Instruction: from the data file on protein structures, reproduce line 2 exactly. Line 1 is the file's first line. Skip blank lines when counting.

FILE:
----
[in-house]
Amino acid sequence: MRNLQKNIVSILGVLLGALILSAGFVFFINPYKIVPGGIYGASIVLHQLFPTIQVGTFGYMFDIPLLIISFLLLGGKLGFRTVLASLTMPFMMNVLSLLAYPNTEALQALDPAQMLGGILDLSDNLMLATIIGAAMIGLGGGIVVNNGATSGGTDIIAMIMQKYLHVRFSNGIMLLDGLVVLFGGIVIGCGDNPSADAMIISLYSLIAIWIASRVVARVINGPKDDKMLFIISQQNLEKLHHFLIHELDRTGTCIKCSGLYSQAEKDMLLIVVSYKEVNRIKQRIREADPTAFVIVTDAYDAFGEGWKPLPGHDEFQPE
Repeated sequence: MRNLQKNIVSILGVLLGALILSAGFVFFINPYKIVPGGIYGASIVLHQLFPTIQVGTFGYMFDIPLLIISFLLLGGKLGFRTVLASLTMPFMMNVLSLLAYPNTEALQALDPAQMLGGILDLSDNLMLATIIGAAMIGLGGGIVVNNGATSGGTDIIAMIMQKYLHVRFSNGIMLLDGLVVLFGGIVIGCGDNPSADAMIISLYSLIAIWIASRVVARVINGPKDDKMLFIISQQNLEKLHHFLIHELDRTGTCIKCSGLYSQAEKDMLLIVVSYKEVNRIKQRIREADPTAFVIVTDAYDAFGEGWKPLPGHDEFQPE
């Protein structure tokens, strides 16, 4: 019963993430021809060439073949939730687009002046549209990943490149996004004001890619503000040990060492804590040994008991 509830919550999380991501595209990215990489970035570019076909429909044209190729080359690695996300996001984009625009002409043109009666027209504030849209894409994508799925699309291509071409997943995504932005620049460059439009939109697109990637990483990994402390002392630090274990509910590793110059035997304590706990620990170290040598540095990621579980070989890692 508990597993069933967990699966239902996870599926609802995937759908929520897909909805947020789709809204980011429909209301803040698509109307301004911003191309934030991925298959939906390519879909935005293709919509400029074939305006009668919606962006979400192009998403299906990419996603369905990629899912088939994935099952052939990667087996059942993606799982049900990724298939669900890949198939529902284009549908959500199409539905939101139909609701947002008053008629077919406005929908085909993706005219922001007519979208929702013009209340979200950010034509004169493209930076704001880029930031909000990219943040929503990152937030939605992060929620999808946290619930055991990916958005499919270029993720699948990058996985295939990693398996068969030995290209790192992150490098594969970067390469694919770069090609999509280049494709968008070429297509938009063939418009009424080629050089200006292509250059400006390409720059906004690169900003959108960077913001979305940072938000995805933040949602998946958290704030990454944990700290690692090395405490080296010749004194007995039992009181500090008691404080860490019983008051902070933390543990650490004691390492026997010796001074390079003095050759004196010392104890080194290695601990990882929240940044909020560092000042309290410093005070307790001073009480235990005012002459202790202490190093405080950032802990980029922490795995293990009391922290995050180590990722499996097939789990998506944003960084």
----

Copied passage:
Amino acid sequence: MRNLQKNIVSILGVLLGALILSAGFVFFINPYKIVPGGIYGASIVLHQLFPTIQVGTFGYMFDIPLLIISFLLLGGKLGFRTVLASLTMPFMMNVLSLLAYPNTEALQALDPAQMLGGILDLSDNLMLATIIGAAMIGLGGGIVVNNGATSGGTDIIAMIMQKYLHVRFSNGIMLLDGLVVLFGGIVIGCGDNPSADAMIISLYSLIAIWIASRVVARVINGPKDDKMLFIISQQNLEKLHHFLIHELDRTGTCIKCSGLYSQAEKDMLLIVVSYKEVNRIKQRIREADPTAFVIVTDAYDAFGEGWKPLPGHDEFQPE